Not covered with snow on this New Year’s Day, but still quite beautiful. I finally got my chance to retrace US441 through the Great Smoky Mountains National Park. It was winter, and it was a holiday – but traffic was relatively light, and boy was it a great ride.
The very first post on this website was called “Edge of the Gorge,” and it included a trip on the northernmost section of old US441 in Georgia, from near the North Carolina state line down to Tallulah Falls. This time, I picked up 441 south of the gorge and wandered on down until 441 left my route to pass through Homer and Commerce and Athens and points beyond.
One of the spots I’m sure to get to is Newfound Gap, the point where US441 crossed the main ridge of the Smoky Mountains and the state line between Tennessee and North Carolina. I visited there many times as a child, and my parents did the same long before I was born. For the most part, US441 in the park follows the old road, which followed the old Cherokee trail, coming out of Gatlinburg.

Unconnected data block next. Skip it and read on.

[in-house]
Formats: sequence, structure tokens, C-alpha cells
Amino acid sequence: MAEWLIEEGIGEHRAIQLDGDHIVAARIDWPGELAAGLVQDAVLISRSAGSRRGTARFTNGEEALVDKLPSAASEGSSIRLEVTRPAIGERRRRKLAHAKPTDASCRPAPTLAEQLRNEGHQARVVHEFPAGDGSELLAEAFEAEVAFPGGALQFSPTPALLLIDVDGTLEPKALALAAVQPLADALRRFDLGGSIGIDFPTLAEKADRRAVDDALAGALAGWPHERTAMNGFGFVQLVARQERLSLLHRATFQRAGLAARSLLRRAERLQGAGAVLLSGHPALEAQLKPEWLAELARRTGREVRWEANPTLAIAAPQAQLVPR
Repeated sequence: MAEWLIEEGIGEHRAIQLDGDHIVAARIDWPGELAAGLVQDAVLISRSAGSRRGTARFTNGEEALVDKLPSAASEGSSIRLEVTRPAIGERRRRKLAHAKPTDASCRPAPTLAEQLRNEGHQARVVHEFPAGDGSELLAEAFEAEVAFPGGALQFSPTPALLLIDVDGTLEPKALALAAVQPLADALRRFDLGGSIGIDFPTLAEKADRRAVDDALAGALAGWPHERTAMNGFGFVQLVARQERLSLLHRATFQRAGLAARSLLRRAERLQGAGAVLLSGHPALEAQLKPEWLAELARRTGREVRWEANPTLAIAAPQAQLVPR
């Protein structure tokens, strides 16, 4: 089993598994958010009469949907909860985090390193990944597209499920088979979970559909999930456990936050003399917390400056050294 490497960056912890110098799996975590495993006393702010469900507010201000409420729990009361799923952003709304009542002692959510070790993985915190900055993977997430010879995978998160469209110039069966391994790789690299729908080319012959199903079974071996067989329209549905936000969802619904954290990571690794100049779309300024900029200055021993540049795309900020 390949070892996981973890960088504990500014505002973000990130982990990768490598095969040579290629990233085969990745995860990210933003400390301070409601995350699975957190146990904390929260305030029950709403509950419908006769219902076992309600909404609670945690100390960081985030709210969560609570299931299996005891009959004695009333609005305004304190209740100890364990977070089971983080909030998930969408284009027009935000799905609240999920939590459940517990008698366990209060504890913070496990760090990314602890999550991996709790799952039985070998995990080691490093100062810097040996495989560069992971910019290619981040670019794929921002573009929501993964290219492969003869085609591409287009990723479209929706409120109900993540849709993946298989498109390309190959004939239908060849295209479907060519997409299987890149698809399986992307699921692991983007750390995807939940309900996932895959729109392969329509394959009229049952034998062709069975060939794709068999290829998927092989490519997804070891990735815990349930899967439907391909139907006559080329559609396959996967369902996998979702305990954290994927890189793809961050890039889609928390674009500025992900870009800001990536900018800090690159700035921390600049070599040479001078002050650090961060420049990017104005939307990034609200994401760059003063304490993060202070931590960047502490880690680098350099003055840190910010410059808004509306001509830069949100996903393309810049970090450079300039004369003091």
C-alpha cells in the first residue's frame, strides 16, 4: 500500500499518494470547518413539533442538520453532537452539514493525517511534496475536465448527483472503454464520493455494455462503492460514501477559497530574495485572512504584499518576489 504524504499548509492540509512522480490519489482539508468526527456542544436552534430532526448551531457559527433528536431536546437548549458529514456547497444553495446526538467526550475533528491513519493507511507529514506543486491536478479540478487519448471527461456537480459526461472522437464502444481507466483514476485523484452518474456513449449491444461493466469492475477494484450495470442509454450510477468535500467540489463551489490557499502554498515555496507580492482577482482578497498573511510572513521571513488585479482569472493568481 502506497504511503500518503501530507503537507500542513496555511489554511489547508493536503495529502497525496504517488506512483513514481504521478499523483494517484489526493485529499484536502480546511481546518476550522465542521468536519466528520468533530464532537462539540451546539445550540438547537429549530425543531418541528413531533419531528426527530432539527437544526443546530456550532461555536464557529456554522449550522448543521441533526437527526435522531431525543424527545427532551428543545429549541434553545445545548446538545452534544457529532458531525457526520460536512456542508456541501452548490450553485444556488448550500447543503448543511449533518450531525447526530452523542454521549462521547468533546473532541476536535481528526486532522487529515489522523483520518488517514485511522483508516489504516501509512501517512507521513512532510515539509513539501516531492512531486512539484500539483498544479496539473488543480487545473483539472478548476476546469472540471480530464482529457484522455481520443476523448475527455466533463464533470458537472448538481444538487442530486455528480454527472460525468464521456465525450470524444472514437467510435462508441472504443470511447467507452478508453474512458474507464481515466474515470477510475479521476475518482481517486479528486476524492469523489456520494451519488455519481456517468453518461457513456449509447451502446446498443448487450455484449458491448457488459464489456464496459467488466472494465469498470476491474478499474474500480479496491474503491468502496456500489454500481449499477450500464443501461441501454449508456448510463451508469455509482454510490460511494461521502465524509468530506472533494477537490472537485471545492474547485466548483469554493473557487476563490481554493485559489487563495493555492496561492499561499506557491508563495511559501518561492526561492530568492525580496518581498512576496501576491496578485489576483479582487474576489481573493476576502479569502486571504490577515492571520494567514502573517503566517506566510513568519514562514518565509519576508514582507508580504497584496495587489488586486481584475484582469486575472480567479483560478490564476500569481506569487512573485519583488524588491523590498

Prior to 1882, it was really, really hard to get to Tallulah Falls. After that, you could take a train, and if you did, you’d see quite a show — a 1,000-foot deep gorge with a series of six waterfalls over a one-mile span, the roar of the falls so loud you could barely hear yourself talk, and a constant mist rising from the depths. Georgia Power ruined that in 1912 when it built a dam over the Tallulah River, flooding half the gorge with one of a series of lakes and reducing the great river to a trickle.